Adventure

Eye to eye

Words and Photographs by Yara Laufer

190 miles and a 20-hour boat ride from the coast of Mexico lies Guadalupe Island. It is home to more than 380 identified great white sharks, the most feared apex predator of the oceans…

The research boat departs from Ensenada in Baja California. It’s still dark outside. We are told that we would arrive at our destination the next day for sunset. Only one night left. A presentation on shark identification and behaviour is followed by a night of vivid nightmares of sharks targeting humans, lurking in the darkness just waiting for their chance to attack.

6 am, alarm goes off, wetsuit on. It’s still dark when the lures of tuna heads are launched and excitement spreads through the group. It is quiet, maybe a little too quiet. Suddenly, the surface of the water, which had been so calm and peaceful, splits and a huge fin appears.

We get a sign to enter the cage and immerse ourselves in the dark blue. The slower the steps down, the faster the heartbeat. Three deep breaths through the regulator and there he is. Eye to eye with great white sharks.

In that moment I could feel everything; fear, respect, panic. But the only thing I really feel is at peace.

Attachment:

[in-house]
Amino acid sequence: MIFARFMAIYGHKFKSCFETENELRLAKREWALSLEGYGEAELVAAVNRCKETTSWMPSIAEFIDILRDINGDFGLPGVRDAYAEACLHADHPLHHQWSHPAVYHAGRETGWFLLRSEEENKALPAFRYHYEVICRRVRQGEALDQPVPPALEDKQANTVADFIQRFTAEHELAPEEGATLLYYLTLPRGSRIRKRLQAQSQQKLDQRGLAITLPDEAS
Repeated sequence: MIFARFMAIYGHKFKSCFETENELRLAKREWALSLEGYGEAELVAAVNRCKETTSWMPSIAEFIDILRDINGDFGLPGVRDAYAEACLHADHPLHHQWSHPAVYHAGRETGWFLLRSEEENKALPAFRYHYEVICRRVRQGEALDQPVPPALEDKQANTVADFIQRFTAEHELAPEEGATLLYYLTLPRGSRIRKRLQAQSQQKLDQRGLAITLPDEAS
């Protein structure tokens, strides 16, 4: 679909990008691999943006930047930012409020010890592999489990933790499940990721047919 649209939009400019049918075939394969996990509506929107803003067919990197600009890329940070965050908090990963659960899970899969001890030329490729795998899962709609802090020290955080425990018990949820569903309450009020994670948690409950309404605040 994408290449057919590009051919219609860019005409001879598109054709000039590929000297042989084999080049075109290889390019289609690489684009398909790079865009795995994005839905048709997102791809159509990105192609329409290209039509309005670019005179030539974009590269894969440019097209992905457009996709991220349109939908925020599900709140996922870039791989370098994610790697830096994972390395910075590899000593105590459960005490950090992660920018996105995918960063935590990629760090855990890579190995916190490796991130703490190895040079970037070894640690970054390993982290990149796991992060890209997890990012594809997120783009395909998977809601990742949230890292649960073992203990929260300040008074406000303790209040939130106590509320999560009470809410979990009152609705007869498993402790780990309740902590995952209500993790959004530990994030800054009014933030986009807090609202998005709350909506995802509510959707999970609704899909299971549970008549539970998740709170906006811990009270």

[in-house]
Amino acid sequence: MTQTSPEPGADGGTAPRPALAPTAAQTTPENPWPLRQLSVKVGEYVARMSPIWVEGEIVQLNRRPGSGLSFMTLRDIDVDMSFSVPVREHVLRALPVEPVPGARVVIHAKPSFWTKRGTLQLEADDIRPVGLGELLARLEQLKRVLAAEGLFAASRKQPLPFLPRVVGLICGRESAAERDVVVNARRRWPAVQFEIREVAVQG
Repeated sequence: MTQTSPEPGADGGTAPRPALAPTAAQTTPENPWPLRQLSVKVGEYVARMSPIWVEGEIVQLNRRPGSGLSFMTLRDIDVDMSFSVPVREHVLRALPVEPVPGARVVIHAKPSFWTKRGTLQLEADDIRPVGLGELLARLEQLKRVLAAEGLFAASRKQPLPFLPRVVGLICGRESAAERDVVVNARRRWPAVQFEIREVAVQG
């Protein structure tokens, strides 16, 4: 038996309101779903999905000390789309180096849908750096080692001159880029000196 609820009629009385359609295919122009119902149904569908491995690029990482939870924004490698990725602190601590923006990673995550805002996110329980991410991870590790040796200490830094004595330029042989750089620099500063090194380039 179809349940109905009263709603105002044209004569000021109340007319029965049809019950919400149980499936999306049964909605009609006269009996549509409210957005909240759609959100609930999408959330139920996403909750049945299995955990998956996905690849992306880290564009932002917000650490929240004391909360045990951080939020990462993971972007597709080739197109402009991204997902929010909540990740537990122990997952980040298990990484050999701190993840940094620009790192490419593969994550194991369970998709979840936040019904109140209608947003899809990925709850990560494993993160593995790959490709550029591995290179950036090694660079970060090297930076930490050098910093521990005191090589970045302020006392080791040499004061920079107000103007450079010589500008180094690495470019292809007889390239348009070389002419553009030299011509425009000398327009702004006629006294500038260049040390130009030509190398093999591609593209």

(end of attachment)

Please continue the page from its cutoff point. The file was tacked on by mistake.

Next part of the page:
The feeling of being in total harmony with nature and my environment is overwhelming. I feel the exact opposite of what people think you should feel when meeting the most charismatic shark on the planet. I am only a few metres away from the most powerful predator of our oceans but all I feel is calmness.

I keep asking myself if I’m really here. The same person who five years ago would not even touch the ocean with the toes for fear of the infinite unknown and its creatures. Back then, even the smallest fish appeared like a great white shark to me. And now, five years later, I am a diving instructor, meeting a great white shark.

When I was offered the opportunity to go on an expedition on a research boat to Guadalupe Island, I simply could not refuse. How often in life do you get the chance to see these creatures so often described by the media as cold-blooded killers in real life and experience their behaviour and appearance firsthand?